Renew treason laws to jail enemies of the state for life, says thinktank

Ancient treason laws should be renewed to allow enemies of the state to be jailed for life, a right-leaning thinktank has recommended.

Britons who betray the country through acts of terror or by aiding hostile nations should be dealt with as traitors, according to a Policy Exchange report.

It warned a wave of terrorists was coming up for release and claimed the country would be safer if they had been jailed for betrayal.

Treason laws dating back to 1351 are now unworkable, according to the report; the authors of which included Conservative and Labour MPs.

It was backed by the former home secretary, Amber Rudd, told the Daily Telegraph “the time has come for us to consider additional measures, such as those set out in this report, that we need to deal with those who betray this country”.

Jonathan Evans, the former head of MI5, said the report was “timely and balanced” and Richard Walton, Scotland Yard’s former head of counter-terrorism, said its recommendations were “appropriate” for jihadists, the paper reported.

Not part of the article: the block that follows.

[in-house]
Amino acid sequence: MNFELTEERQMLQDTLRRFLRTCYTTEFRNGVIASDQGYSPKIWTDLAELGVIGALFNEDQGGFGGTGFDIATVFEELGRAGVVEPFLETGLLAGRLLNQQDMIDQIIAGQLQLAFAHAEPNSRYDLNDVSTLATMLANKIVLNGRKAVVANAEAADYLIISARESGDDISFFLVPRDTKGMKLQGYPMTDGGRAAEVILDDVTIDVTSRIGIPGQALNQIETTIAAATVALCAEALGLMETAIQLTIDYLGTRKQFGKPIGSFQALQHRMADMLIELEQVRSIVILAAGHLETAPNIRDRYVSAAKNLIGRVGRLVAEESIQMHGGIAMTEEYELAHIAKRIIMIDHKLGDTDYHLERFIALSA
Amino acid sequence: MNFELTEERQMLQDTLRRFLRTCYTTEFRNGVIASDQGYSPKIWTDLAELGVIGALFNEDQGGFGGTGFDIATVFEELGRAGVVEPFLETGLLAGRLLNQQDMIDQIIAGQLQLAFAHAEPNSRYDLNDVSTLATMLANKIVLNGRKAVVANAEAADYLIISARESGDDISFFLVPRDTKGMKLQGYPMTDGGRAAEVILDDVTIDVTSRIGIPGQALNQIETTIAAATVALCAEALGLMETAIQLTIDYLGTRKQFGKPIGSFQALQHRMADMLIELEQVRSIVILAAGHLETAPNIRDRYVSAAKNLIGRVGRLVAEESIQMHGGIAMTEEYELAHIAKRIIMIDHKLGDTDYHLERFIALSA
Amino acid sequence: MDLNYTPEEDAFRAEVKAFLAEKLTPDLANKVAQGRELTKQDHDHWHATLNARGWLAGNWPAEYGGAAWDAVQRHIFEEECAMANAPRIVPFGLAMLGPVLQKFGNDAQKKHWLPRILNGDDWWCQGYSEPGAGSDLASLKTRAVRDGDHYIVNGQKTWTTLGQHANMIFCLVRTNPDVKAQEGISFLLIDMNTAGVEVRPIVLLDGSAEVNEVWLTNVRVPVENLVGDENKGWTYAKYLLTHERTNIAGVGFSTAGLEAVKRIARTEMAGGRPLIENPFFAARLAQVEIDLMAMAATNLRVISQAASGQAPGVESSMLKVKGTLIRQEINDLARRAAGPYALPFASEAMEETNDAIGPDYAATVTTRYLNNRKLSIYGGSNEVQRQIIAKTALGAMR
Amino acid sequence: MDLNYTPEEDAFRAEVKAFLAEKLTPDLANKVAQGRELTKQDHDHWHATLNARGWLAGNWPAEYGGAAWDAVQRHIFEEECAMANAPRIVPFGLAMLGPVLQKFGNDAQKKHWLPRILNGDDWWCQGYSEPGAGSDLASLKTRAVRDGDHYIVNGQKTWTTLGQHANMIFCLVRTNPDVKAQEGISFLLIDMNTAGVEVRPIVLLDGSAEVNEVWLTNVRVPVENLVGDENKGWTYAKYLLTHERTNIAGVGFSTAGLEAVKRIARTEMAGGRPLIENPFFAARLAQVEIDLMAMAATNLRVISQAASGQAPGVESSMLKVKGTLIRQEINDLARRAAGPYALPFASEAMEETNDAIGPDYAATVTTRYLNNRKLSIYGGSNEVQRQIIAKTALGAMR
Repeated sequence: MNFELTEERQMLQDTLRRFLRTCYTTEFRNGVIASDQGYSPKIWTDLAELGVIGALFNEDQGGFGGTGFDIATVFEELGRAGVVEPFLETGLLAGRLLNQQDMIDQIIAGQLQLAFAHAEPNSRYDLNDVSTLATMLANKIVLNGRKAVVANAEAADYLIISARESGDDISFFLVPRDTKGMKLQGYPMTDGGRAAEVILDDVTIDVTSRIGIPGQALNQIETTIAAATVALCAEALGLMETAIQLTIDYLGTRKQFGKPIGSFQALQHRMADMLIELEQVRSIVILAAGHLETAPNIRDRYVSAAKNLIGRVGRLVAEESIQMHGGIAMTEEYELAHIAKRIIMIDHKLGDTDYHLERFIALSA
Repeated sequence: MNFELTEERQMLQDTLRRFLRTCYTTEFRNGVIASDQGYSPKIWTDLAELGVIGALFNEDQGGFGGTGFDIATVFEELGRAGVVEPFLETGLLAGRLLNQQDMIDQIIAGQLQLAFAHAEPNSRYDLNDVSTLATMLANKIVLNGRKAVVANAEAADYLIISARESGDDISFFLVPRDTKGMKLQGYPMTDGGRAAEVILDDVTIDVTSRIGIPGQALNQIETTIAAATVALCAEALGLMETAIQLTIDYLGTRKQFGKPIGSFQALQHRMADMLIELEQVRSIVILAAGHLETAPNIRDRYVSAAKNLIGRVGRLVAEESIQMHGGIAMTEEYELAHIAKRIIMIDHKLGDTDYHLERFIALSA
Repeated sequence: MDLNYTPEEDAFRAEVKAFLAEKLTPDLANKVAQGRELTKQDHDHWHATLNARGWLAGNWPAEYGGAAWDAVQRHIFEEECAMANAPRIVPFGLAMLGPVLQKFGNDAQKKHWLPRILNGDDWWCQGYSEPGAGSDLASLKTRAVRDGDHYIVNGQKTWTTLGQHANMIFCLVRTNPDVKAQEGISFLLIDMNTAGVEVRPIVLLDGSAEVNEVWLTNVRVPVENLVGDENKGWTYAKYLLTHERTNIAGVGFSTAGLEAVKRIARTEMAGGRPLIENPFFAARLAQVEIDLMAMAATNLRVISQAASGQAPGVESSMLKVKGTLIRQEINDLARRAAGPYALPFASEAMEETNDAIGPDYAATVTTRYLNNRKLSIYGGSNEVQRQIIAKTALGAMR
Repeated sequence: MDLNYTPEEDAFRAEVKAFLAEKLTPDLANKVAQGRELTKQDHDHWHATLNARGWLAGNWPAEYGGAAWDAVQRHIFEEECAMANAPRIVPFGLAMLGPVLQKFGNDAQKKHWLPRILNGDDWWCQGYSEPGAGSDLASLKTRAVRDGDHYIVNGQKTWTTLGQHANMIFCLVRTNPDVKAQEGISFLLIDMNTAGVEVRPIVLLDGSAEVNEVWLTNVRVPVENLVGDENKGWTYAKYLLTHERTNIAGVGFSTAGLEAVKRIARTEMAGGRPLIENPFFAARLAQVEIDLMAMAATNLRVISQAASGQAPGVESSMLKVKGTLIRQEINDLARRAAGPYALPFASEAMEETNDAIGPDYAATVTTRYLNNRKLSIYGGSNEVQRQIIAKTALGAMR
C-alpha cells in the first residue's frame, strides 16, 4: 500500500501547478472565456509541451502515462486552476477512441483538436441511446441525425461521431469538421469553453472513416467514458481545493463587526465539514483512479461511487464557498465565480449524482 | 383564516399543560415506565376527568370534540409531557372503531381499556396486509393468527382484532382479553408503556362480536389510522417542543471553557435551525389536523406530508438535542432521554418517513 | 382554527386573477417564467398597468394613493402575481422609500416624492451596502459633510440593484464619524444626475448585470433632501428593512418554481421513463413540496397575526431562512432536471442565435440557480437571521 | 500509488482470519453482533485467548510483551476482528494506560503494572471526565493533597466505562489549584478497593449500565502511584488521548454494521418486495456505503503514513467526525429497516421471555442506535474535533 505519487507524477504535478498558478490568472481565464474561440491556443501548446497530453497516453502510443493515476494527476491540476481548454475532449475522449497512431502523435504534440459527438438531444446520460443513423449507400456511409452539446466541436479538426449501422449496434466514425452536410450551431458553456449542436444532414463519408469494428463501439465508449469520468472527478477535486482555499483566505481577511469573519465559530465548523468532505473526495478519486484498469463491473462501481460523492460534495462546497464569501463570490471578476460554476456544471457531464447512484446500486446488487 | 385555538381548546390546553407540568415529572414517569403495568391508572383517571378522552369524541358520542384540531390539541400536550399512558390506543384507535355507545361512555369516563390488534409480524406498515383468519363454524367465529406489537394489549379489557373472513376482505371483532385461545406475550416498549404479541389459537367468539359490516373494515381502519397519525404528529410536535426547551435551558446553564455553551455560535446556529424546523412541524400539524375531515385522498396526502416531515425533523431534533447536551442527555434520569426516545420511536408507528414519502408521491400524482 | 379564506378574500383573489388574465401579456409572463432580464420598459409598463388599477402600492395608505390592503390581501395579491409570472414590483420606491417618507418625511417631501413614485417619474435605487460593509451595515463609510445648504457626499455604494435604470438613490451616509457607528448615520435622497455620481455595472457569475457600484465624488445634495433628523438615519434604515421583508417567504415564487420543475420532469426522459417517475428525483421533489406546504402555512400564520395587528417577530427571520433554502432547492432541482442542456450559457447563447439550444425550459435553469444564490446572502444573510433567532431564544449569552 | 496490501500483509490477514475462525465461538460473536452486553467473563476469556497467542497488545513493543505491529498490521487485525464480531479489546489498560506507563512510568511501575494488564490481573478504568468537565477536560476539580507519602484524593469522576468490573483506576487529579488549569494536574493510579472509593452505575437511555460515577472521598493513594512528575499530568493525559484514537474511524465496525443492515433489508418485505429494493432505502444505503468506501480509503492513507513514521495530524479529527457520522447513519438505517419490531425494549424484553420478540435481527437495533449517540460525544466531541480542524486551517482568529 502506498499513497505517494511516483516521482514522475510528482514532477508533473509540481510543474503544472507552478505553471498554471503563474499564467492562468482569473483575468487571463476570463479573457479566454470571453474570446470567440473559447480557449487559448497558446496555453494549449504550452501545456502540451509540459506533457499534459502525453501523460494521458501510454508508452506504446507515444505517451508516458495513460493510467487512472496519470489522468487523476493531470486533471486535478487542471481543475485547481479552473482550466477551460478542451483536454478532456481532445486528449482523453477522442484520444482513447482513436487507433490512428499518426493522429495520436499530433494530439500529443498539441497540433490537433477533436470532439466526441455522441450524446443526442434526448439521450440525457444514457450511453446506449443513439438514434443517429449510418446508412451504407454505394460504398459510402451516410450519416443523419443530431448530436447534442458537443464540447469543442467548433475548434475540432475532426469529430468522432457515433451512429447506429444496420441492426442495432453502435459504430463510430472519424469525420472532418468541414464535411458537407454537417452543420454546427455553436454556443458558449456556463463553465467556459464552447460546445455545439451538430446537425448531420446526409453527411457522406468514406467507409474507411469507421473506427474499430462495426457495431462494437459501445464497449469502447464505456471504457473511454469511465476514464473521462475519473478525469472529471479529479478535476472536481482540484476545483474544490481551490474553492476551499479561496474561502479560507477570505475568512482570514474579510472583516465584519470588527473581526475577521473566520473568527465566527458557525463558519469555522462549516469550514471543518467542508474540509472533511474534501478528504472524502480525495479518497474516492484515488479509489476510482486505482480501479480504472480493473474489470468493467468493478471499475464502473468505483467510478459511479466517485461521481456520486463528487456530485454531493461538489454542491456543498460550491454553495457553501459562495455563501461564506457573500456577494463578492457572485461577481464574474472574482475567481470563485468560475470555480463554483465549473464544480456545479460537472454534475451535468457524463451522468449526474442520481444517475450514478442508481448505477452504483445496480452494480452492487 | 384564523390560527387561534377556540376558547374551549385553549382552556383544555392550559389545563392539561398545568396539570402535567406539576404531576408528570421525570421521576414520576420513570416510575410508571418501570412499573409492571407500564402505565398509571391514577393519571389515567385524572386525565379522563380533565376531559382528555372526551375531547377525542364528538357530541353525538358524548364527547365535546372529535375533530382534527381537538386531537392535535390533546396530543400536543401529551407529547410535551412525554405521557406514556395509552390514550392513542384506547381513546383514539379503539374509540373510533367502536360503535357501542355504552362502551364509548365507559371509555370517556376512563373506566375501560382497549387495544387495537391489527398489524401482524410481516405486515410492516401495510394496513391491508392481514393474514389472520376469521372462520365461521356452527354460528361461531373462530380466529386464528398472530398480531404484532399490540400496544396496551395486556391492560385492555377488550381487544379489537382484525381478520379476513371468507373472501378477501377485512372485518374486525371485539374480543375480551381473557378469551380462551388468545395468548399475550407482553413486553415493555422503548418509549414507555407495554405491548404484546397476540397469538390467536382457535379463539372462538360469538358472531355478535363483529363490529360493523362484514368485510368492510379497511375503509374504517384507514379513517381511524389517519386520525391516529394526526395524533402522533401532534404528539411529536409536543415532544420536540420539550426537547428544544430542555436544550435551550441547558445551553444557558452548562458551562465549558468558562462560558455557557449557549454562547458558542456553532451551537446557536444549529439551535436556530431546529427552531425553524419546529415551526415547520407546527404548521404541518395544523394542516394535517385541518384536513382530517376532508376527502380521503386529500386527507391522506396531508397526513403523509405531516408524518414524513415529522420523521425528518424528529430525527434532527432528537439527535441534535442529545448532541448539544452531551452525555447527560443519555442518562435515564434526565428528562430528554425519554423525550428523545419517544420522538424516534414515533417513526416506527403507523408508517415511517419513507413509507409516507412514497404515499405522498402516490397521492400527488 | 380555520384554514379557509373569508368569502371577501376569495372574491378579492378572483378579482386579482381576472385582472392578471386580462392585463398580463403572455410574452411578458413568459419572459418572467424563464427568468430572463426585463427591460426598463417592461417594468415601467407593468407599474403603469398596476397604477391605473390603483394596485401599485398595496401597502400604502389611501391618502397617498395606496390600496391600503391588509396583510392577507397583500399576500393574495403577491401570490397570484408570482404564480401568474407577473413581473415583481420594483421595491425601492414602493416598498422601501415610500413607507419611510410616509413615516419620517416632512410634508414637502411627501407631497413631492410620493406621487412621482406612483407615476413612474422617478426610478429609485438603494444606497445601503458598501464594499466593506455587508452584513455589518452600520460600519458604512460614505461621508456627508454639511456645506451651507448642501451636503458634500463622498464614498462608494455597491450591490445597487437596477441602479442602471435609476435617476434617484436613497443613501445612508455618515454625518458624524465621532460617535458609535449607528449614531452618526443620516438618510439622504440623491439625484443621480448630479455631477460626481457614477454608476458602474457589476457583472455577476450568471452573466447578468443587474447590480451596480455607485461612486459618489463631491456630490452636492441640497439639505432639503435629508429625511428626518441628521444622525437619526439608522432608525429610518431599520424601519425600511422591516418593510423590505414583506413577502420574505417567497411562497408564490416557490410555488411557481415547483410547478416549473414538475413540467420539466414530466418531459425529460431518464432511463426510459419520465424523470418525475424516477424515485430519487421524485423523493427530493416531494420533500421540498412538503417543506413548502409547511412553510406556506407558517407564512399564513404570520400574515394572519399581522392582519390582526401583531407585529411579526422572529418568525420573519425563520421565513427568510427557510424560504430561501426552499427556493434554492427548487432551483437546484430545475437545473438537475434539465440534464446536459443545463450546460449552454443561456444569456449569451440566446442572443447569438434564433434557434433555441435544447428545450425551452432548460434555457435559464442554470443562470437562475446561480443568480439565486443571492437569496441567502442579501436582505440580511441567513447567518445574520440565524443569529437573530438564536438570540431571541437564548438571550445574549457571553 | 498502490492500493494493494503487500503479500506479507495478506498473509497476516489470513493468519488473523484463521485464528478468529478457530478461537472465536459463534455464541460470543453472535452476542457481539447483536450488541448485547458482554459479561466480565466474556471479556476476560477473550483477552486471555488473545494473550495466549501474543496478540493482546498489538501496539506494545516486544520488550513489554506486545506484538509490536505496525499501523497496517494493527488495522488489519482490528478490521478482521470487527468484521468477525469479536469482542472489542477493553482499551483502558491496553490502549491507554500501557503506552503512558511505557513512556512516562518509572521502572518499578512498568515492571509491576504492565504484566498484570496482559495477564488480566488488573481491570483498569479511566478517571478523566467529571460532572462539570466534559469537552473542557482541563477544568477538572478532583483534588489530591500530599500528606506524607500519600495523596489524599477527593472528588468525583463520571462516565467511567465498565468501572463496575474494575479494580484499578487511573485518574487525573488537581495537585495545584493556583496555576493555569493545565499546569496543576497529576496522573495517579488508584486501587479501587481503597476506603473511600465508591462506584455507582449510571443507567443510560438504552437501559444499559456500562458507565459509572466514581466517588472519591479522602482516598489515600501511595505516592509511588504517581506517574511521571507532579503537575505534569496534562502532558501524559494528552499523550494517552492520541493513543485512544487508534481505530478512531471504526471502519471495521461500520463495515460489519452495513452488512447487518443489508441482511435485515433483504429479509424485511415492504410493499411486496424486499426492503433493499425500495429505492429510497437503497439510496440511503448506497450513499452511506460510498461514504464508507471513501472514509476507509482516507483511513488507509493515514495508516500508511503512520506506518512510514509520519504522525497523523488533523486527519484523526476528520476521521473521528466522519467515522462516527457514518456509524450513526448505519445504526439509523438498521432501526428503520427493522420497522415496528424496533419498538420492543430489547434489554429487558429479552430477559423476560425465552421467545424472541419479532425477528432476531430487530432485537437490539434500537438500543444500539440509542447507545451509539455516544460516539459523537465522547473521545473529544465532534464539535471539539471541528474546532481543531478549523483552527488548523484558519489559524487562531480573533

In a foreword to the report, the former lord chief justice of England and Wales, Igor Judge, wrote: “If a citizen of this country chooses to fight with the Taliban in Afghanistan against British forces, his crime is more than terrorism. It is treason, and should be prosecuted accordingly.”

The last person to be convicted under the act was William Joyce, more commonly known as Lord Haw-Haw, who was hanged in 1946 for assisting Nazi Germany.

The call for reform comes amid anger over the government’s decision to drop death penalty objections in the case of two men who are accused of being members of an Islamic State cell and who face being sent to the US for trial.

Alexanda Kotey and El Shafee Elsheikh, who are understood to have been stripped of their British citizenship, are said to have been members of a brutal four-man group of Isis fighters who murdered captives.

The home secretary, Sajid Javid, was accused of secretly taking “the power of life and death into his own hands” over his decision to help the US in its efforts to convict and execute the two men.

Ken Macdonald QC, a former director of public prosecutions, said Javid had “shoved the door of the death chamber ajar” by failing to seek the expected assurances they would not face capital punishment.


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